Center for Digital Learning at SUNY Geneseo

What do we do now?

A mob of white men posing in front of the office of the black-owned Daily Record newspaper after burning it down, Wilmington, North Carolina, November 10, 1898 A mob of white men posing in front of the office of the black-owned Daily Record newspaper after burning it down, Wilmington, North Carolina, November 10, 1898.

Editor’s note: This post is one in a series by Geneseo faculty who in Intersession 2021 taught courses that either focused centrally on issues of racial justice or incorporated those issues via dedicated modules and interwoven content. To find all posts in this series, part of Geneseo’s project of becoming an antiracist college, look for the tag “intersession 2021”.

I have taught Politics of the Judicial Process five times while at Geneseo. To keep my interest, and hopefully student interest, I change the emphasis fairly often. When Michelle Alexander’s The New Jim Crow came out, I used it. In the same class I employed Brandon Garrett’s Too Big To Jail. The juxtaposition of Black incarceration and all its negative effects on one hand, and white corporate America paying a fine out of corporate coffers on the other, made for an interesting learning experience for students.

More recently, I became interested in the intersection of law and psychiatry. I quickly add that I am neither a lawyer nor a psychiatrist. However, I just thought that the way the legal system treats mental illness is seriously flawed. I used Ellsworth Fersch’s Thinking About the Insanity Defense (a bit dated) and Kevin Davis’s The Brain Defense. Articles from both Penn and Vanderbilt are available as both schools are leaders in “neurolaw.”

Given all that has occurred over the last few years, including the murder of George Floyd, I thought it was necessary to incorporate law and race into my Fall 2020 course. I then compressed it into an intersession course. Frankly, at the time I wasn’t much aware of Geneseo’s effort on race. It just seemed to be the right time to employ race.

I began the course with an historic review of race in America. I used Jill Lepore’s “Long Blue Line” and David Blight’s “An American Pogrom.” Both are excellent works showing how policing itself began with slave control (Lepore) and how initial Black political power during the post-Civil War era was brutally put down.

Then I used two books: Timothy Tyson’s The Blood of Emmett Till and an edited work by Angela Davis entitled Policing the Black Man. I interspersed the books with two Supreme Court Cases (Terry v. Ohio and Whren v. US) and several articles. I recommend both works. The Tyson book had a huge impact on students as “southern justice” is emphatically exposed in all its brutality. The author argues convincingly that the Till murder directly galvanized the civil rights movement. It’s a nice connection to the more traditional civil rights movement and to Black Lives Matter. I did not have time, but I suggested to students that they watch filmmaker David Beauchamp’s The Untold Story of Emmett Louis Till. It puts an agonizing face on all the people involved.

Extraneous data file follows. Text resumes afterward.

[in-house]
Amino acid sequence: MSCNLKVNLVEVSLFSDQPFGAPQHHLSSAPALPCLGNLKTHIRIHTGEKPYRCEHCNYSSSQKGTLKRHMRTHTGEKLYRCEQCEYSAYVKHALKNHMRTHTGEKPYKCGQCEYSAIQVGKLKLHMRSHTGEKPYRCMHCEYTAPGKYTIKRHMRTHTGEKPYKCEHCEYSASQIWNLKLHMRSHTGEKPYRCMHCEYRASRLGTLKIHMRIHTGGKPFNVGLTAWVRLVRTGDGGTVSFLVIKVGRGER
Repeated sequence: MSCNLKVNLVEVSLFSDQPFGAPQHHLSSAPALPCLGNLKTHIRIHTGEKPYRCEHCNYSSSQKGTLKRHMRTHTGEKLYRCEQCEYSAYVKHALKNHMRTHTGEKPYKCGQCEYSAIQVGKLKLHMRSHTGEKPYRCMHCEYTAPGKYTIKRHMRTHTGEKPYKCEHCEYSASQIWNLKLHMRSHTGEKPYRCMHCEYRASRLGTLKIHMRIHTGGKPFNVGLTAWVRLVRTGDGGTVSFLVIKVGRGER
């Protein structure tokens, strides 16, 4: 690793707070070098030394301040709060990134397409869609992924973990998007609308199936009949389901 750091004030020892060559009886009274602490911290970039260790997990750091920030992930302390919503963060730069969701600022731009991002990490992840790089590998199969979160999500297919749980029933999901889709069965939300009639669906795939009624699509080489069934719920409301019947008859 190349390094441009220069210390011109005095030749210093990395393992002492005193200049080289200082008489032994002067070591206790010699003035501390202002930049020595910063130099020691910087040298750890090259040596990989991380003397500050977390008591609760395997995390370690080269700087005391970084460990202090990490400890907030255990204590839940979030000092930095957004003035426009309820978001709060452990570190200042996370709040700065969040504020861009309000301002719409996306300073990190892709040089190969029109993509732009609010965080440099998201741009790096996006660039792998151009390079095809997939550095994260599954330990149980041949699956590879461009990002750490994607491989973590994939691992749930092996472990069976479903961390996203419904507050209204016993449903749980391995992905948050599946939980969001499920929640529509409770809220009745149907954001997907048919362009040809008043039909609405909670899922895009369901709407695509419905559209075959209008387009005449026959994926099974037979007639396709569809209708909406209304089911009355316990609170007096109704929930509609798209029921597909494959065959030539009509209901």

The Davis book presents the legal structure itself and its impact on Black people. By utilizing eleven articles, the book allows me to fulfill my obligation to teach students the structure itself, while at the same time noting the impact of the structure on Black men. In addition, I use various articles not in the book to present systemic racism, the Black response (BLM), police blowback and possible reform.

I had no tests. Rather, the students had to write a literature review using both books, the articles, and cases. I like this approach for two reasons. It makes students read the assigned material and display a deep and sophisticated understanding (my instructions). And it preserves the integrity of the course. While I required 15 pages, all were over 20 and three reached 30. To me, this indicated strong student interest in the subject.

Keeping with the college’s initiative to become an antiracist campus, my course was able to raise and sustain student consciousness concerning the intersection of race and the law. This was my purpose in the first place. The Till book had an especially strong impact. Of course, with only eight in the class, it was much easier to achieve.

I learned much from the students. Four or five are deeply involved in BLM and human rights. They enlivened the class and informed me with their personal stories all connected to their involvement with race.

The problem with the subject matter is highlighted by a simple question that students raised toward the end of the course. I had heard it when I taught the course in the fall. “What do we do now?” This is difficult to answer in an academic setting where thought receives more emphasis than action, where listening to NPR is more important than being on the streets. But it needs to be answered and acted upon lest we lose the opportunity for change.

So, my course sustained the College’s efforts within an academic setting. It did seem to encourage and sustain some student action. This is good.